Hydraulically actuated robotic joints have a number of advantages including the high power density (e.g. high force for a given speed) of hydraulic cylinders. Also, these joints are relatively easy to design and use in part because they may be attached simply by using spherical rod ends that make it easy to create pivoting joints. These robotic joints also have long lives since the contacting elements include sliding seals that are intrinsically oil lubricated. Hydraulically actuated robotic joints have many offsetting disadvantages including the fact that hydraulic systems are typically messy and dirty as they leak oil that attracts dirt and stains the animatronic figure including the joints, skins, clothing, and/or other figure finishing. These joints may be dangerous to operate due to the high pressure oil used for power that potentially can spray out of holes in joints and hoses injuring passersby (e.g., guests of a theme park, maintenance personnel, and others nearby to the animatronic figures). Use of hydraulic actuators requires the use of a hydraulic power unit that may be noisy and require pumps, tanks, filters, piping, and cooling mechanisms. It is often hard to run the needed and numerous hydraulic lines through and around the joints due to limited flexibility and size of tubing that can handle the high operating pressures. Also, the achievable servo bandwidth is limited by the distance of the hydraulic lines between the servo valves and the hydraulic cylinder, and further, the servo valves are too large to fit within the external envelope or to conform to a desired form factor of a human or other animatronic figure. Additionally, it is difficult to make such figures mobile or portable due to the size and noise associated with the hydraulic infrastructure.
Due to these limitations, electric motors have been used for at least the past twenty years in place of hydraulic actuators in commercial robotics. However, a number of problems have made it difficult to design a proper form factor robotic shoulder joint. In electric actuators, electronic amplifiers are commanded to supply specified currents to electric motors. The motor is typically placed local or in the joint of the robot or animated figure. As with hydraulic actuators, the commands or control signals provided to the amplifiers are generally provided by one or more controllers or control computers. Electric actuators have the advantage over hydraulic actuators of being clean and easy to maintain. Also, the behavior of electric motors is well understood and is useful for creating repeatable and controllable motions. With electric actuators, it is relatively easy to monitor force output using motor currents, which is helpful in certain control tasks and allows use of simple methods to limit output force to ensure safety.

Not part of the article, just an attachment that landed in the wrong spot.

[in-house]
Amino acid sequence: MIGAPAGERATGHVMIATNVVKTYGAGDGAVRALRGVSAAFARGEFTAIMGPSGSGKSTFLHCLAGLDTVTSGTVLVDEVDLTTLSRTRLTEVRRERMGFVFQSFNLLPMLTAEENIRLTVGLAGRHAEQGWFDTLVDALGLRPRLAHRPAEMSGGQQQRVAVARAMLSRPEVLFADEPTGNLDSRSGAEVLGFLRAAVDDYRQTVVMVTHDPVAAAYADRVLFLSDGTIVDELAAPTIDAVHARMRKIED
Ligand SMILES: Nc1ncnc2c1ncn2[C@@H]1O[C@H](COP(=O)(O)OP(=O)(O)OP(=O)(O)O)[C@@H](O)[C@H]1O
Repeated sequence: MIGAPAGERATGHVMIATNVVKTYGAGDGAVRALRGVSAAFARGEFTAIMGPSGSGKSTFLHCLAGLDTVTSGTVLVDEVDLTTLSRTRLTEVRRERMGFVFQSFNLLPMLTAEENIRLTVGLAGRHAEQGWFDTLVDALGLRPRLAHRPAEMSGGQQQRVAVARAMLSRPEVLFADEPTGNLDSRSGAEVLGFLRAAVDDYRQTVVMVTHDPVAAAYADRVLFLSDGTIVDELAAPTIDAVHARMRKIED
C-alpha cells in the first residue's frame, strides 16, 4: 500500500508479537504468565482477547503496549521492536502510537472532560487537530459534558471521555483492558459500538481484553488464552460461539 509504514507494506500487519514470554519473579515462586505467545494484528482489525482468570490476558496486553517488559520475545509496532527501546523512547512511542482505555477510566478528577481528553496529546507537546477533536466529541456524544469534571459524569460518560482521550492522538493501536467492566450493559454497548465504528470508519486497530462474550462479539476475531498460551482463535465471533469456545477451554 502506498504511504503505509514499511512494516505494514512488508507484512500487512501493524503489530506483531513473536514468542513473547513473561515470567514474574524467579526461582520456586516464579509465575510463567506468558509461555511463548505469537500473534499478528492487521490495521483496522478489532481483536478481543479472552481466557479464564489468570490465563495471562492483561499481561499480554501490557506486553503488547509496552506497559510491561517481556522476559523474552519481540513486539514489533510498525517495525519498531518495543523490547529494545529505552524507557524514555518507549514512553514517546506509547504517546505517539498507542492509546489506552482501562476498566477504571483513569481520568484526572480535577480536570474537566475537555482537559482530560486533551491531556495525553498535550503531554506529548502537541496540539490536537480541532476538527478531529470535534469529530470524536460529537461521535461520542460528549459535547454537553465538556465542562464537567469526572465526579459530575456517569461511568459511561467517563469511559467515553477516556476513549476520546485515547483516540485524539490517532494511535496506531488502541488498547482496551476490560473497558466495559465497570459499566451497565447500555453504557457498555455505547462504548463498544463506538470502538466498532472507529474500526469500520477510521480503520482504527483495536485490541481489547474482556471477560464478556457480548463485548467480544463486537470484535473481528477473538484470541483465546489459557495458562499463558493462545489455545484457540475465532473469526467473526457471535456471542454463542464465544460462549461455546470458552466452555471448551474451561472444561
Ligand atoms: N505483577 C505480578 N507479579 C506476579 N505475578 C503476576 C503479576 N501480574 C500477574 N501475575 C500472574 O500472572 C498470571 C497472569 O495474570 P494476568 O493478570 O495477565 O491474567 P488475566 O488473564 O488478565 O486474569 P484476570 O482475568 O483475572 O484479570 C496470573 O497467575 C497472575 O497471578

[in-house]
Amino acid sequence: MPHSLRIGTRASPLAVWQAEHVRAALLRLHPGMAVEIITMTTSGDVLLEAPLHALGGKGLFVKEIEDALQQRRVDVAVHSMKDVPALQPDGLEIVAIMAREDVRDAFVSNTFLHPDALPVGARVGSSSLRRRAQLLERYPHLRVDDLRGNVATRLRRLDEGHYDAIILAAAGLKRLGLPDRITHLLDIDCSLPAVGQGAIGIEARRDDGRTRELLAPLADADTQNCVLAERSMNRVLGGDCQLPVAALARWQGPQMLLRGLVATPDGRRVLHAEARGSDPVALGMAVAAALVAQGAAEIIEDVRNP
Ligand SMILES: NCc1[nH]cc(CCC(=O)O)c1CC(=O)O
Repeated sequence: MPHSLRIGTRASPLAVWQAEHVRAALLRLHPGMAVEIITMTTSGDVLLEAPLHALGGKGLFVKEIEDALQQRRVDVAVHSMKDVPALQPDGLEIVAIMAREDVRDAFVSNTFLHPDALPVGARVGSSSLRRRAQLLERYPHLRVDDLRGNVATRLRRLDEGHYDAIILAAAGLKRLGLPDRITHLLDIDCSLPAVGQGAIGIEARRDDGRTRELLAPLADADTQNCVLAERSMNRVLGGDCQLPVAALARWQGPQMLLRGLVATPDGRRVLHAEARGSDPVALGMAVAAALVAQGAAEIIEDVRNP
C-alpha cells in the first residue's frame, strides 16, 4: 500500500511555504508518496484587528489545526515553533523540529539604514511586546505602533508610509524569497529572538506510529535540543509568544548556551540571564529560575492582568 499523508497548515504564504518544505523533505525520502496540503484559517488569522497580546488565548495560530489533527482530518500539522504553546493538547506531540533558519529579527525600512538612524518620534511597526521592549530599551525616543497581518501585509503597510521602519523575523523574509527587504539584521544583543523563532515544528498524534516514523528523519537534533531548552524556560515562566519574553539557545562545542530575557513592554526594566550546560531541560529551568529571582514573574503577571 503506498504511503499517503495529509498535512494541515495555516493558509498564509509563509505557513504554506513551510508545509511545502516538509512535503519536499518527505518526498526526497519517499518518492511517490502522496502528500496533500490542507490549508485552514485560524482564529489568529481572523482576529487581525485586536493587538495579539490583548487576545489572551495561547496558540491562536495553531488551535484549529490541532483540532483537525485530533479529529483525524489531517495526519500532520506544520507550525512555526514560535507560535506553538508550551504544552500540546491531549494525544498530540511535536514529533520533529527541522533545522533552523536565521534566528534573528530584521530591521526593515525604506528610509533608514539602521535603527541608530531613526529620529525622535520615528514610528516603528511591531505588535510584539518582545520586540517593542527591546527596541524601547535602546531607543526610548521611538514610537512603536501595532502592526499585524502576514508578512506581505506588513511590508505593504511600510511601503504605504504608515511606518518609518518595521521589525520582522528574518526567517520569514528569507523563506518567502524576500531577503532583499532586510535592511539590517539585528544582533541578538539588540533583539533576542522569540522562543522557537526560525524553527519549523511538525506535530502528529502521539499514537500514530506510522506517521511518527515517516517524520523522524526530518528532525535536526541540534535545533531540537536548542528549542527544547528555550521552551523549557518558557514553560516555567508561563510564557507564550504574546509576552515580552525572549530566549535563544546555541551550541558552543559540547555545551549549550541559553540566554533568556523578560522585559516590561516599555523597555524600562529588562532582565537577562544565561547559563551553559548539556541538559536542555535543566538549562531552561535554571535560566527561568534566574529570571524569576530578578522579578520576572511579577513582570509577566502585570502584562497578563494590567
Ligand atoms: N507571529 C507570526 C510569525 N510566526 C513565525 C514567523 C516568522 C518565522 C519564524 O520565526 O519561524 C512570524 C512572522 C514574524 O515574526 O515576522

Unfortunately, electric actuators typically have lower power density when compared with hydraulic actuators making it difficult to achieve desired accelerations. Electric actuators may require complicated mechanical designs or configurations because of the speed reduction required between the motor and the joint and due to the form factor of the electric motor. Other joint designs have driven the differential with cables or gears but have placed the drive motors or actuators in or near the joint, which makes compliance with the form factor difficult and also undesirably increases moving inertia as the motor mass moves along with the joint components. This, in turn, reduces achievable accelerations or motion performance and can also reduce load carrying capacities. Hence, electric actuators have not proven widely useful for creating shoulder and other "human" joints due to difficulty in complying with the associated form factors and due to power and speed constraints.
There remains a need for an improved mechanism for use as a shoulder joint in robots or animatronic figures or characters. Preferably, the mechanism would simulate the movement and functionality of a human shoulder joint and would be configured to comply with the form factor of a human shoulder or human-like proportions for a shoulder (e.g., within the robotic figure's shoulder and body cavity or structure). Additionally, it is preferable that the shoulder mechanism be safe and clean to operate.